Photo via Maïmouna Soumbounou/YouTube
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African music never sleeps, and neither does Leonel.
Maimouna Soumbounou – “Ne Togo Be Daoula”
From Mali: Behind the traditional melodies of the peoples of the Sahel there is a certain mystique, an evocative quality that takes us back in time. Those melismatic pentatonic phrasings express a deep devotion to the land, to life. Maimouna brings these melodic roots to this modern beat, slightly faster than the most common afrobeats today, and gives it immense depth. The end result is an absolute delight.
Junior Barry – “Magasin chinois”
From Guinea: It is no secret that dancehall is basically just a modern expression of rhythms with African origins articulated by the Caribbean diaspora, but it is fascinating how different regions of the mother continent bring the elements of dancehall back home; in “magasin chinois”, Junior Barry gives it his Guinean touch, with a production halfway between dancehall, soca, and afropop, complete with percussions native to the region and a flow that stands out, not only for its originality, but for its contagiousness.
Kamichi – “Kano Kana”
From Rwanda: I’ve read articles about Rwandan star Kamichi that describe his voice as “hoarse” but songs like “Kano Kana” show that he can adapt to lighter beats and make use of a smooth register and still pull off a great track. And the way the production implements Bantu wood percussions to the tum-tum-pa rhythm is exquisite.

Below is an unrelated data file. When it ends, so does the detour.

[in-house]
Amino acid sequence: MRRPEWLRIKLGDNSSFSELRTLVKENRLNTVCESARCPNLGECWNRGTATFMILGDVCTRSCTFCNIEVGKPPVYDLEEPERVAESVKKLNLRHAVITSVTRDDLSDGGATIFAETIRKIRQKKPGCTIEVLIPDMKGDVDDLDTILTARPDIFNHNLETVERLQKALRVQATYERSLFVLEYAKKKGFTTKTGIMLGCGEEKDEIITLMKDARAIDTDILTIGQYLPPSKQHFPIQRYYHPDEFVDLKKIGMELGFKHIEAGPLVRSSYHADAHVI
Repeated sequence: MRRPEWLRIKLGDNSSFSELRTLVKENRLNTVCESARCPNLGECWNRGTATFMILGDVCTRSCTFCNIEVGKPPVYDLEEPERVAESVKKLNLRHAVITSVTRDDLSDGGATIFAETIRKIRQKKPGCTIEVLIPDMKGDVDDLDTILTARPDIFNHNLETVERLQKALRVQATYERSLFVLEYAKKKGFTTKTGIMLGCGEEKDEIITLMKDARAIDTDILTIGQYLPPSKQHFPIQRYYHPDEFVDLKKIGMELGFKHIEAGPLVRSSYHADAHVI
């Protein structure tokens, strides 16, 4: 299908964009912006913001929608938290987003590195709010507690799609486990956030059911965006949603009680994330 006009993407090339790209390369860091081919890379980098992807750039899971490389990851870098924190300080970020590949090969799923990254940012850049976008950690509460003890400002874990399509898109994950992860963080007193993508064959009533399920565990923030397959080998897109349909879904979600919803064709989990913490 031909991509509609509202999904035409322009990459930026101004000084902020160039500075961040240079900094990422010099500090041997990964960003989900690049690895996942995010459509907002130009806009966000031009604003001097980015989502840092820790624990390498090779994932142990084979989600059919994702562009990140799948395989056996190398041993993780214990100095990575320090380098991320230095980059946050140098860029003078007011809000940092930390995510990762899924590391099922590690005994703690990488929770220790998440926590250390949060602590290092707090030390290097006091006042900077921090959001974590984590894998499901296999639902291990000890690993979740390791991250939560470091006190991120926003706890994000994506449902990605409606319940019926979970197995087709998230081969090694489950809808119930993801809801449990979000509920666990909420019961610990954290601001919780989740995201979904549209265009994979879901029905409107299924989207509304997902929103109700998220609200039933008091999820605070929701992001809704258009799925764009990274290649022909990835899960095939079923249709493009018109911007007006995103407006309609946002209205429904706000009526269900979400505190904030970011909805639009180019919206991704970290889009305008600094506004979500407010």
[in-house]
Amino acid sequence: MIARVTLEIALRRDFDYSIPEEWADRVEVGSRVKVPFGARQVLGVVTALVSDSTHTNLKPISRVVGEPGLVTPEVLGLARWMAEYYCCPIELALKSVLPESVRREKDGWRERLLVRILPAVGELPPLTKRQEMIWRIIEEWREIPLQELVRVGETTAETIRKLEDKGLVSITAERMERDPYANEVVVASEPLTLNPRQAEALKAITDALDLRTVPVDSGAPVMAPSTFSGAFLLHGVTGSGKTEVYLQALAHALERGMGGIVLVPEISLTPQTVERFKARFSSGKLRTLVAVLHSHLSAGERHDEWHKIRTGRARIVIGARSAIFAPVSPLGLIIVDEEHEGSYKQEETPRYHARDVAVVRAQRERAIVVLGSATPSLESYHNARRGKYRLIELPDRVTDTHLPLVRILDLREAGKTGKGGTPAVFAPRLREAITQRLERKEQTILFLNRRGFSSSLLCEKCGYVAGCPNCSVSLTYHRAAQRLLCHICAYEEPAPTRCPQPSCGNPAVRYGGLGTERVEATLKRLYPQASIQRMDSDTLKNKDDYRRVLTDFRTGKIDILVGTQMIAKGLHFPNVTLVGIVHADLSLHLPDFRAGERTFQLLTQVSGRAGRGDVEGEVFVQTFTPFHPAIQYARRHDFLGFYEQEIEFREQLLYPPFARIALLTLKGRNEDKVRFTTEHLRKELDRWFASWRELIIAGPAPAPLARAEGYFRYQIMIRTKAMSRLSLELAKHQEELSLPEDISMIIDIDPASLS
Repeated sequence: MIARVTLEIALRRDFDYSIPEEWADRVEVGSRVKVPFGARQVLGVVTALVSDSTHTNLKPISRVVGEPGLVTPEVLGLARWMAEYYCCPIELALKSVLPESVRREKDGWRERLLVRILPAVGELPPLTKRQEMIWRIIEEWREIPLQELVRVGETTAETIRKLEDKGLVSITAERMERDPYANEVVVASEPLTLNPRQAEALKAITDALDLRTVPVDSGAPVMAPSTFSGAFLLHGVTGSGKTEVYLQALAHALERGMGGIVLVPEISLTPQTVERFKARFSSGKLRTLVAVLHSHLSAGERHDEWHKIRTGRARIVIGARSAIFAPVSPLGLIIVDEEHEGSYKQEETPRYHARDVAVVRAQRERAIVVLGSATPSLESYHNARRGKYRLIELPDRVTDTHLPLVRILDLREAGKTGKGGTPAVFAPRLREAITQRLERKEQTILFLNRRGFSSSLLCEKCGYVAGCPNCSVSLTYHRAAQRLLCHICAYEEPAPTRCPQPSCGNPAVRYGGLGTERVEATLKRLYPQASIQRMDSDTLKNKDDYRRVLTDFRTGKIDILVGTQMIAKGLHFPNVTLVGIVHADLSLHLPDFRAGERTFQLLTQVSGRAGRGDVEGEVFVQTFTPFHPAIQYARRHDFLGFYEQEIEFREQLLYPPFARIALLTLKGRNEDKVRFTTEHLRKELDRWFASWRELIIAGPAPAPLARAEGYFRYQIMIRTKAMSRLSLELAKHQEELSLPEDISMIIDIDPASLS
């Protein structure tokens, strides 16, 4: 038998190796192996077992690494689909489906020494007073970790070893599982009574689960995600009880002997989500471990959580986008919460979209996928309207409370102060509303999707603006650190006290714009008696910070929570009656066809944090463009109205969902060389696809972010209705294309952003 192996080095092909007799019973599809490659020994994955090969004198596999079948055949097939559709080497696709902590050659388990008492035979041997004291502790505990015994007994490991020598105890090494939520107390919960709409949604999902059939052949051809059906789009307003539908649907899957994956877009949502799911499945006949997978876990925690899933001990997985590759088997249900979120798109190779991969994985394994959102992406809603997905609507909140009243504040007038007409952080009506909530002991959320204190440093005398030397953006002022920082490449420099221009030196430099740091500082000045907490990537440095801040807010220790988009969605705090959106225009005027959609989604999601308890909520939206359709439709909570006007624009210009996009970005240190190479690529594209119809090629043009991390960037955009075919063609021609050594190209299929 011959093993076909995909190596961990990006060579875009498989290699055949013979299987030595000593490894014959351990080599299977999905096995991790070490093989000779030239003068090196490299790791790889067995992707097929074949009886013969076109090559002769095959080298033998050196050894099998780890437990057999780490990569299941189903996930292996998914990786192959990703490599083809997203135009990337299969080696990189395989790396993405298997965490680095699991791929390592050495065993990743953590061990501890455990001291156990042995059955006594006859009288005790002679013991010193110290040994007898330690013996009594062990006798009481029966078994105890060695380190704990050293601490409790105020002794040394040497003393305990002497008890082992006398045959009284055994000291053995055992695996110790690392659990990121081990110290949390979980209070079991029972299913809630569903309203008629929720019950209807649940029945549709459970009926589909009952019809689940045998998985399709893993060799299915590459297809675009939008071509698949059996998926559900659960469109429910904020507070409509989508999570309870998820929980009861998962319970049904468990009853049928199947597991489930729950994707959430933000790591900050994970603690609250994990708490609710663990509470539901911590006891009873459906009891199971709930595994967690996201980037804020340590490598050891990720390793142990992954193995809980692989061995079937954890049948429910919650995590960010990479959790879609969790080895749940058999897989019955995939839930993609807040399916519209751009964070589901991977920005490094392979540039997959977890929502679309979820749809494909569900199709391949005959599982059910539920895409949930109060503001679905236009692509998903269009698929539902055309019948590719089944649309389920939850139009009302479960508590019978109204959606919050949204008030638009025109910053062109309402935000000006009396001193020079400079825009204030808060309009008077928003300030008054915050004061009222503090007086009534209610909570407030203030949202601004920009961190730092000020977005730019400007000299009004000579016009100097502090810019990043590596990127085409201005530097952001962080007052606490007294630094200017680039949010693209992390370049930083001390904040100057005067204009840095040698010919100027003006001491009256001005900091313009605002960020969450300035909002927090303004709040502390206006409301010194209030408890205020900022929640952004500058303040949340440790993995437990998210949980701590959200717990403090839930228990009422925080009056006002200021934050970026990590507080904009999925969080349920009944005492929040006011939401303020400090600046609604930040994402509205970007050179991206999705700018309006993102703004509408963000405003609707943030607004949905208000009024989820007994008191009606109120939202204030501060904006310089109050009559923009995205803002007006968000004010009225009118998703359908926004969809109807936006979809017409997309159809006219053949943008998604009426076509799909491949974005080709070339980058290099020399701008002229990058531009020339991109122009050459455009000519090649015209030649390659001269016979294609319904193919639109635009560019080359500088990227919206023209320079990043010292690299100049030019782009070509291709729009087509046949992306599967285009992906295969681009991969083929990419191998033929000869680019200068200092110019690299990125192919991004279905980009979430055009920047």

Valter Artístico – “Chora Mais”
From Mozambique: I love Valter Artístico’s silky, airy voice more and more, especially because he uses it in lyrics that deal with issues that require providing some nuance. In “Chora Mais” (“Cry More”) the Mozambican shares a bittersweet story, singing partly out of spite but with a few moments of irony, and his voice works wonderfully to give us the full spectrum. Besides, what a good melodist he has become over the years.
Calema – “Toca a Todos”
From São Tomé e Princípe: Calema, the most important musical export of São Tomé e Princípe, is one of the best singles groups in the entire continent, and in “Toca a Todos” they show what they are made of. The brothers Antonio and Fradique become one at the moment of harmonizing, which blends excellently with the kizomba keyboards and the more spacious beats of the song. On a production level, the way the percussions are mixed is tremendous, everything is situated in the right place in the aural space, and each part does its job to completely surround you.